Thursday, January 28, 2010

Teabaggers in The New Yorker

I have to say, the article by Ben McGrath in this week's The New Yorker about the Tea Party Patriots™ is pretty bad--a prime example of a left-leaning magazine bending over backwards to be "fair" to the other side. The trouble begins with the opening picture, of Glenn Beck presiding over a bunch of people holding typical nutty-ass teabagger signs. The caption: "Liberals saw the activists as caricatures--mere tools of right-wing media figures like Glenn Beck. They were wrong." Uh?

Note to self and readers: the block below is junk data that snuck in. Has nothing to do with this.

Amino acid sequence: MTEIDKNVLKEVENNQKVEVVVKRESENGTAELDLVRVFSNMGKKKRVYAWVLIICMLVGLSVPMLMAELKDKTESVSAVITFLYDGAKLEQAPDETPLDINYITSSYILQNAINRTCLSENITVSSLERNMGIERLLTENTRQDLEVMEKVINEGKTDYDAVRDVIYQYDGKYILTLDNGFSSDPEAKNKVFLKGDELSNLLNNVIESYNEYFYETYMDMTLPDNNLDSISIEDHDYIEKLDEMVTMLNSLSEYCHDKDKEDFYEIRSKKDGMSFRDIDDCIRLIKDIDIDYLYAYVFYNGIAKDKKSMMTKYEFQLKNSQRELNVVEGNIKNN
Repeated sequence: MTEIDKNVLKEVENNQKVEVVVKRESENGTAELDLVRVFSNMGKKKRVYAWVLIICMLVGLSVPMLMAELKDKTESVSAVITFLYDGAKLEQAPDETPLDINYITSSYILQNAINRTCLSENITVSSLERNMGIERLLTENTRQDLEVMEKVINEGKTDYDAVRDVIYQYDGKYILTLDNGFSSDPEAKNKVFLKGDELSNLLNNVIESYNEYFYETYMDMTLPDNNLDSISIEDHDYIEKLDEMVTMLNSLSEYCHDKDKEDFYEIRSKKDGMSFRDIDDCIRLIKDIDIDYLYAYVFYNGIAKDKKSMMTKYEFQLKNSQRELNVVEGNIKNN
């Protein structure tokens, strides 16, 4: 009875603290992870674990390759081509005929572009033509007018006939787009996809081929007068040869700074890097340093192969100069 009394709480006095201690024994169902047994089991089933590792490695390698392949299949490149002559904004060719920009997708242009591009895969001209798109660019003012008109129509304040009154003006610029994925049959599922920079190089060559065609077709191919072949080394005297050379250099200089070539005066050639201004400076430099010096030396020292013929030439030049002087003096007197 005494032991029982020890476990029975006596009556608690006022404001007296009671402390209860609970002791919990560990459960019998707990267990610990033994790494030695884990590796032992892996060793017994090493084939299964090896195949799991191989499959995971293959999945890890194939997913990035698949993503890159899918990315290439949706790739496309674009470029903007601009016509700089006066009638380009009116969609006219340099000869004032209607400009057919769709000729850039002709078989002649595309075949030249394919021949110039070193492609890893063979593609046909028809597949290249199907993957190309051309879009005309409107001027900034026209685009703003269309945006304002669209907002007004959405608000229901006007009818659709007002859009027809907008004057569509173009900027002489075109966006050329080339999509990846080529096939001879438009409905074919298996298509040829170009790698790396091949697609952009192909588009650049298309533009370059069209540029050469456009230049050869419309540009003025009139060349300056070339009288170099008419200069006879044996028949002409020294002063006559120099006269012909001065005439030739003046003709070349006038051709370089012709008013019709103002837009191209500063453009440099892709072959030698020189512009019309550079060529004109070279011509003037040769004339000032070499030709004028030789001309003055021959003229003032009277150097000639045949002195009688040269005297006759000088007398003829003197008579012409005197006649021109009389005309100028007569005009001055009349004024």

The bulk of the article consists of profiles of less visibly-insane teabaggers; there are references to your birther-types, but these are exclusively used as lead-ins to "oh ho--look how the other teabaggers (not that McGrath would use that word) (by strong implication the bulk of them) are eager to disassociate themselves from such boorish behavior." Hey, there's nothing wrong with presenting the less unhinged-looking of the movement--I'm sure there are plenty of people who are very nice in their personal dealings who also honestly and sincerely believe that the economy should be permitted to collapse and people dying due to lack of affordable health care should ess tee eff you. Maybe in other areas of their life, they're perfectly smart/non-evil. People are nothing if not complex. But the fact remains that Glenn Beck--without whom this 'movement' wouldn't exist--is a demonstrably crazy person, and as anyone can easily see by looking at a sampling of pictures of signs at teabagger rallies, a lot of his followers ain't so hinged either. Oh ho! But wait! Are you somehow under the impression that the whole movement has been ginned up by Faux News and their ilk? THINK AGAIN.